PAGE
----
Obama talks about “the deepest fault line of our democracy,”
WASHINGTON – President Barack Obama honored five slain police officers during a memorial Tuesday in Dallas, saying the past week of violence has exposed “the deepest fault line of our democracy,” while also insisting that the nation is not as divided as some claim.
The president asked Americans to try to find common ground as he works to unite a nation deeply divided on the question of race relations between law enforcement and the minority communities they serve.
Last week’s attack on Dallas police by a black Army veteran who was angry over police killings of two black men in Louisiana and Minnesota intensified a national debate over racial bias in law enforcement.
In remarks that ranged from the dedication of law enforcement officers to racial bias in America, Obama said he understood that people across Dallas and the country are suffering.
Discussing bias in police, he said, is “not an attack on cops, but an effort to live up to our highest ideals.”If we’re to honor these five outstanding officers who we lost, we need to act on the truths we know,” Obama said.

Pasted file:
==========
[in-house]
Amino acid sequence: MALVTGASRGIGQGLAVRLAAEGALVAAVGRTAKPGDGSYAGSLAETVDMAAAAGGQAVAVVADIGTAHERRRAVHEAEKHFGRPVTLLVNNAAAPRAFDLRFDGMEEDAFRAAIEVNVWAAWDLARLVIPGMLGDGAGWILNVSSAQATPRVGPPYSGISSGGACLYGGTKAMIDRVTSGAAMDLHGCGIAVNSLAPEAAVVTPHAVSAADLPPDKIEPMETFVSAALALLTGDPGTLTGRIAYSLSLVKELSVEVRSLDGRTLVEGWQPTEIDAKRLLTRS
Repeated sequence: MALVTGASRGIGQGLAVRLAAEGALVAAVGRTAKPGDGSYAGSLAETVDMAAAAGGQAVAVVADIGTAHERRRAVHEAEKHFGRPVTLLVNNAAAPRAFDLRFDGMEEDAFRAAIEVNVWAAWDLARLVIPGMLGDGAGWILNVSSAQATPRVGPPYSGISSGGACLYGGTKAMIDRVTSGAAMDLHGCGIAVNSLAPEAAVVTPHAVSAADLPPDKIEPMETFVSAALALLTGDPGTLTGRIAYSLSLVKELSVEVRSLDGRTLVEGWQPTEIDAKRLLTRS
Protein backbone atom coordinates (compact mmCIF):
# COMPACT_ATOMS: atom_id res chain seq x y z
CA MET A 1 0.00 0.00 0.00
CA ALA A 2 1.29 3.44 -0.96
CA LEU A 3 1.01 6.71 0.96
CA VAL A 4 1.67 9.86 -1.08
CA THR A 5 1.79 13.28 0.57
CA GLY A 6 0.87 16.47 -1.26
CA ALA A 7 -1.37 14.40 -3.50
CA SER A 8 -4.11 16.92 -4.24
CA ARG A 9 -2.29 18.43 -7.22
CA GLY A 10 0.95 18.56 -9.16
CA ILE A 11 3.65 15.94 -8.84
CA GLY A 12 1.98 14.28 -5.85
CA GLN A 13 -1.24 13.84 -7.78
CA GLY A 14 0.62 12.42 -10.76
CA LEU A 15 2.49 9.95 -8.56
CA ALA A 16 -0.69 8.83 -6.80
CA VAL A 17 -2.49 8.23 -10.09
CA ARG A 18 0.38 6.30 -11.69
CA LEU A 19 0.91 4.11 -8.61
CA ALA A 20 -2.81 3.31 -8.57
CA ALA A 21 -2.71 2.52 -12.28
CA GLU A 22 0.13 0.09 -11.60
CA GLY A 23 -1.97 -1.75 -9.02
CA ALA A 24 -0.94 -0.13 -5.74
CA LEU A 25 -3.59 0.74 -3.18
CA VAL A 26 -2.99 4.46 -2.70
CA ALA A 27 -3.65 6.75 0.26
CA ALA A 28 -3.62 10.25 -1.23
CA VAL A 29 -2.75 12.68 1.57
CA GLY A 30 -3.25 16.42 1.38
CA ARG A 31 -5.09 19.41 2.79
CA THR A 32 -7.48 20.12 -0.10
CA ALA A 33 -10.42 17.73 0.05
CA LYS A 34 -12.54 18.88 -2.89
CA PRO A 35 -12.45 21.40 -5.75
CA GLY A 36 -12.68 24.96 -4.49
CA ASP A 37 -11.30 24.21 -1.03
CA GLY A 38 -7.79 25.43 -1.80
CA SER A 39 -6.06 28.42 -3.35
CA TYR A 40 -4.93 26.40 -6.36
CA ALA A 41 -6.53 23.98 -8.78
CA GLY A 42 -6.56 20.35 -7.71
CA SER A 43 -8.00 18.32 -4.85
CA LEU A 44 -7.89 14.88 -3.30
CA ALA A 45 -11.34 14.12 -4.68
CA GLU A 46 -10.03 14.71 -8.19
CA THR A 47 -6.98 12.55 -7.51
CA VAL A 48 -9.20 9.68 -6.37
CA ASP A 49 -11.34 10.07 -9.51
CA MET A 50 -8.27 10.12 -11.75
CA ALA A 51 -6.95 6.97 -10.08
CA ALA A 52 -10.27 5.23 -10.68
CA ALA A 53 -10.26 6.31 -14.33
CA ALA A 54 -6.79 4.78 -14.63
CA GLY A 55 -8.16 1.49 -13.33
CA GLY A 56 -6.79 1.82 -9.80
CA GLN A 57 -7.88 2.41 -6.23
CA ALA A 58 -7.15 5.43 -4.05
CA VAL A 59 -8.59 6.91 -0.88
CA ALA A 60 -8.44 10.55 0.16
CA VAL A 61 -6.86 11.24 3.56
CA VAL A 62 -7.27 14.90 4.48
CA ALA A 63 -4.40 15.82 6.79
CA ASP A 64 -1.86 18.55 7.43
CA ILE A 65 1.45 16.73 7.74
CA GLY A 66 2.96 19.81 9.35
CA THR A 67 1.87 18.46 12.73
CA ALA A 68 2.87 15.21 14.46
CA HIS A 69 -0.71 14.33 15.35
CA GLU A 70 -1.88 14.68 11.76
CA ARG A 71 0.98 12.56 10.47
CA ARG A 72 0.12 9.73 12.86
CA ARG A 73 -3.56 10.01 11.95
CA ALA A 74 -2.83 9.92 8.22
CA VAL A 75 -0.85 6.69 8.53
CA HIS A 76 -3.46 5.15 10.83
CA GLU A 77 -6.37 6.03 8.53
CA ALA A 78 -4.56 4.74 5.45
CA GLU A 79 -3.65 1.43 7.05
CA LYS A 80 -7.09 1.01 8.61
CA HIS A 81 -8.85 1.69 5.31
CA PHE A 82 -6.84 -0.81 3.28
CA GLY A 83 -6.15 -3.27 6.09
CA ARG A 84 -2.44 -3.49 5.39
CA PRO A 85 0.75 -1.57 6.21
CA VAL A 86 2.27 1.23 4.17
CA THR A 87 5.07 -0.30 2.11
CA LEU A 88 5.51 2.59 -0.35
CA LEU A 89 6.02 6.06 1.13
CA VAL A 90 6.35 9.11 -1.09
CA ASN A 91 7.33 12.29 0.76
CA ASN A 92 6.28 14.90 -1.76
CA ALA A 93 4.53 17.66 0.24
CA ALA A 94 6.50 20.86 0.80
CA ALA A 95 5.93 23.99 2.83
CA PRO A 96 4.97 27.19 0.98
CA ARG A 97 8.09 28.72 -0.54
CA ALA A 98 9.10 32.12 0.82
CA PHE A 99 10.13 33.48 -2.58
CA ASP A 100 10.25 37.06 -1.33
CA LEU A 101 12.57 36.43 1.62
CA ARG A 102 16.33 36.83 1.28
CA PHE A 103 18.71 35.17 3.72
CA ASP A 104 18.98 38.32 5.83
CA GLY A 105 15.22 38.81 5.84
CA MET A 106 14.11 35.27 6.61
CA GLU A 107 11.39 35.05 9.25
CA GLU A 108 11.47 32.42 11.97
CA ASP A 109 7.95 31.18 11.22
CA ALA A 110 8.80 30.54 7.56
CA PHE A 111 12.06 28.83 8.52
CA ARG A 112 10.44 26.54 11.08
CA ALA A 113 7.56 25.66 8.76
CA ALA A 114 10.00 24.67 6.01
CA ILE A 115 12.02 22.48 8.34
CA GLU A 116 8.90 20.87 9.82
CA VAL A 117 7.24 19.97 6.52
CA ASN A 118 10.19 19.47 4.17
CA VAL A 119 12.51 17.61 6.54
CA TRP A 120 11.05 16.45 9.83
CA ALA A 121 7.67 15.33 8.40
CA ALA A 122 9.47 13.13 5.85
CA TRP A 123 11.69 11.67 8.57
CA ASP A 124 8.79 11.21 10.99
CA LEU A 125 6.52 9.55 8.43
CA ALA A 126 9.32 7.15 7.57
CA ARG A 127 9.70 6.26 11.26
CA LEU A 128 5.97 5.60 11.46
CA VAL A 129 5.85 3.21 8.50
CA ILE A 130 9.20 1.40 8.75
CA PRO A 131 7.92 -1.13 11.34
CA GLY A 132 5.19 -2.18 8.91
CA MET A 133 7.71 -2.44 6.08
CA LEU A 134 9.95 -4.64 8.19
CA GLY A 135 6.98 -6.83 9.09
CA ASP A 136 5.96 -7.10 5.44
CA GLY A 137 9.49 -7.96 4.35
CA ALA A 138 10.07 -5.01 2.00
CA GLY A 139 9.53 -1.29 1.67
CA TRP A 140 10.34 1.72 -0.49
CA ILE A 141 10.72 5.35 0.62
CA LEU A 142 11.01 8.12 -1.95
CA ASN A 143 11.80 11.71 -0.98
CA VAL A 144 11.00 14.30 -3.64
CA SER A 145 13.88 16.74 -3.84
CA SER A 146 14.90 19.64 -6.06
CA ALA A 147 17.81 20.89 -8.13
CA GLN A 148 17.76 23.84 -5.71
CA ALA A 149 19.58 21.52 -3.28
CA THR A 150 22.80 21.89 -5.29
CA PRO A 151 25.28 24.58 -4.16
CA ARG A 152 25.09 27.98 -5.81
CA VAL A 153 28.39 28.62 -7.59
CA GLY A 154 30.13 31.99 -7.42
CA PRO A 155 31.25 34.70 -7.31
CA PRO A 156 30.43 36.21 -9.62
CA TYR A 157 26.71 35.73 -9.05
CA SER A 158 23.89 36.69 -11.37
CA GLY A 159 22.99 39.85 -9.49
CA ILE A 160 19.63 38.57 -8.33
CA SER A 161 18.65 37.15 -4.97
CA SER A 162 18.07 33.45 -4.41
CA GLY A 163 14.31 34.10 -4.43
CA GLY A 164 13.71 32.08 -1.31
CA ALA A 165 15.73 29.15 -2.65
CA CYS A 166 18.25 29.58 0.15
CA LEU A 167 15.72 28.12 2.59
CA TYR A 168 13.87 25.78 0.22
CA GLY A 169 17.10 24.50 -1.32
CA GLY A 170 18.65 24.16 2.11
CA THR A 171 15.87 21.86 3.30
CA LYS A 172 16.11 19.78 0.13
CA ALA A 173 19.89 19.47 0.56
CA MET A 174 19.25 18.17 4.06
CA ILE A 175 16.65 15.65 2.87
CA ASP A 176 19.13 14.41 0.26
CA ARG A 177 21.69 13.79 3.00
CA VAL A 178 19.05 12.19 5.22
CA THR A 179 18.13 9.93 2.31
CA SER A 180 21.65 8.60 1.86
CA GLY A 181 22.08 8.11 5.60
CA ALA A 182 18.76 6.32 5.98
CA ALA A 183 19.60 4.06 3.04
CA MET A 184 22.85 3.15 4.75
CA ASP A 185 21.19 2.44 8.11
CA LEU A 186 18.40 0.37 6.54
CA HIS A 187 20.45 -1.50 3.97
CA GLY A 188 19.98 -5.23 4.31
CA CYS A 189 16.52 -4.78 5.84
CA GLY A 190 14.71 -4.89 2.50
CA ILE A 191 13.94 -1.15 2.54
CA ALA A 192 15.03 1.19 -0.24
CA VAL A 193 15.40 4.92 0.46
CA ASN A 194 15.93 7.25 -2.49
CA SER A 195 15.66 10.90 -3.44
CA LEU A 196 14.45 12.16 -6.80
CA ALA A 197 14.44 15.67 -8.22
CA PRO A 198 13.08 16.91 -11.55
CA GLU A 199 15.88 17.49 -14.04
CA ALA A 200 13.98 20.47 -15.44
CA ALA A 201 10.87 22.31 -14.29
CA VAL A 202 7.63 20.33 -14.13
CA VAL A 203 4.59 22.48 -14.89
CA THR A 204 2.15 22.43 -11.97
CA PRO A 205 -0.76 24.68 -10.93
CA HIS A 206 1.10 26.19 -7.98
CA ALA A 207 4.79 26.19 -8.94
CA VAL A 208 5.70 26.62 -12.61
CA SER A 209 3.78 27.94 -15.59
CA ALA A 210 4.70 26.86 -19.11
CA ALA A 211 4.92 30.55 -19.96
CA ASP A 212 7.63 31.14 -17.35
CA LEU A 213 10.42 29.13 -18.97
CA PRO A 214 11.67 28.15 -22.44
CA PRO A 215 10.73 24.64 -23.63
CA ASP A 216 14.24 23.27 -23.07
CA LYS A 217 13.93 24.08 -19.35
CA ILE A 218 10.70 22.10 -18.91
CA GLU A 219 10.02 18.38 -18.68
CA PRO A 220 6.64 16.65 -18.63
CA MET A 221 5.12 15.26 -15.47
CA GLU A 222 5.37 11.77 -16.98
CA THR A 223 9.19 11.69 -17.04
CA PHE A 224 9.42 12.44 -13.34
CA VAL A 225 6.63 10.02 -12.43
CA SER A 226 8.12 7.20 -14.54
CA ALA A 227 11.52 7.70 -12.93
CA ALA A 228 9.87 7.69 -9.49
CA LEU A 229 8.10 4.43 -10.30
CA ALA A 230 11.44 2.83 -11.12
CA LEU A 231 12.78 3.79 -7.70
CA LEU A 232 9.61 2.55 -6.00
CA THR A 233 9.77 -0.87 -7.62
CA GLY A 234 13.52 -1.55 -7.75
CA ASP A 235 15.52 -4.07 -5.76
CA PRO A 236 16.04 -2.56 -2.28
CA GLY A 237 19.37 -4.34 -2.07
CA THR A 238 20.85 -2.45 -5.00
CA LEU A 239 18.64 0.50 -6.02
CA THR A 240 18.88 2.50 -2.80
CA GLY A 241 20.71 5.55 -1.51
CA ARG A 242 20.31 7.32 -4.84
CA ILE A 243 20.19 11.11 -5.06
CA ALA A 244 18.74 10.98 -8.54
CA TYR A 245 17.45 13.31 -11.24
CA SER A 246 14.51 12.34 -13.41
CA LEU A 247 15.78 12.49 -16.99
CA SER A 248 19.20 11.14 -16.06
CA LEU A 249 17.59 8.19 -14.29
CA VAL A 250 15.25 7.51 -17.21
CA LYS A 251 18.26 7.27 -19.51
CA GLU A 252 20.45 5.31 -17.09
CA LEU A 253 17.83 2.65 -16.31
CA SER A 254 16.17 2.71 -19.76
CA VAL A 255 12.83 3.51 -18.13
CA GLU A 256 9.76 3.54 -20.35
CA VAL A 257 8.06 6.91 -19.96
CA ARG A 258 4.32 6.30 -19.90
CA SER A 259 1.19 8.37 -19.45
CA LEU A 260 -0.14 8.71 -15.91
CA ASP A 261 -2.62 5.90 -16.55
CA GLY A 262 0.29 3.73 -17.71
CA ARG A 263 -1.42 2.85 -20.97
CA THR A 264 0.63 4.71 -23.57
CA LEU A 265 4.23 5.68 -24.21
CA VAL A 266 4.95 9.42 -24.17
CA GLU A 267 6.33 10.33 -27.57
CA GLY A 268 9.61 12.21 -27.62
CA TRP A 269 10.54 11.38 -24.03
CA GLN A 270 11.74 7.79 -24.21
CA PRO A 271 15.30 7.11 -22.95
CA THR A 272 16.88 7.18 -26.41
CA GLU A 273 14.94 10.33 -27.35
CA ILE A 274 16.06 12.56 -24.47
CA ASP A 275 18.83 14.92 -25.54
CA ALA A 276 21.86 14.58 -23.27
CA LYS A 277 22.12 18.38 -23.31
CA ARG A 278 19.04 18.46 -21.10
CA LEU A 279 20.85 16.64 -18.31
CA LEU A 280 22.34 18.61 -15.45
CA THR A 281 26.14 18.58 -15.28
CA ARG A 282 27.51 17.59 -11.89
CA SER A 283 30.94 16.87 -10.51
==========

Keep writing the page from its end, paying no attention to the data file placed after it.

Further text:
The president honored the five slain officers and called for unity and hope.
“I understand how Americans are feeling, but Dallas, I’m here to say we must reject such despair,” Obama said.
He urged the nation to speak “honestly and openly” about the current state of race relations, saying an overwhelming number of police officers is “worthy of our respect, not our scorn.”
Although race relations have improved dramatically in America in recent decades, he added, “America, we know bias remains, we know it.”
Obama praised the Dallas police force, which he said had been at the forefront of improving relations in the community. He also asked the country to have an honest and open conversation. The overwhelming majority of police officers do their job professionally and deserve our respect, Obama said. But when it comes to prejudice, “none of our institutions are completely immune,” he added.
Five seats were left empty to represent each of the fallen officers during a crowded and emotional memorial at the Morton Meyerson Symphony Center in Dallas.
‘Hatred and malice’
“They were peacemakers in blue; they have died for that cause,” proclaimed Mayor Mike Rawlings. “The soul of our city was pierced when police officers were ambushed in a cowardly attack.” He added, “Today must be about unity.”
Also speaking at the memorial was former President George W. Bush, a Dallas resident. Vice President Joe Biden attended the service but did not speak at the memorial. Both President’s Obama and Bush met with the families of the slain officers after the memorial service concluded.
Video from PBS News Hour.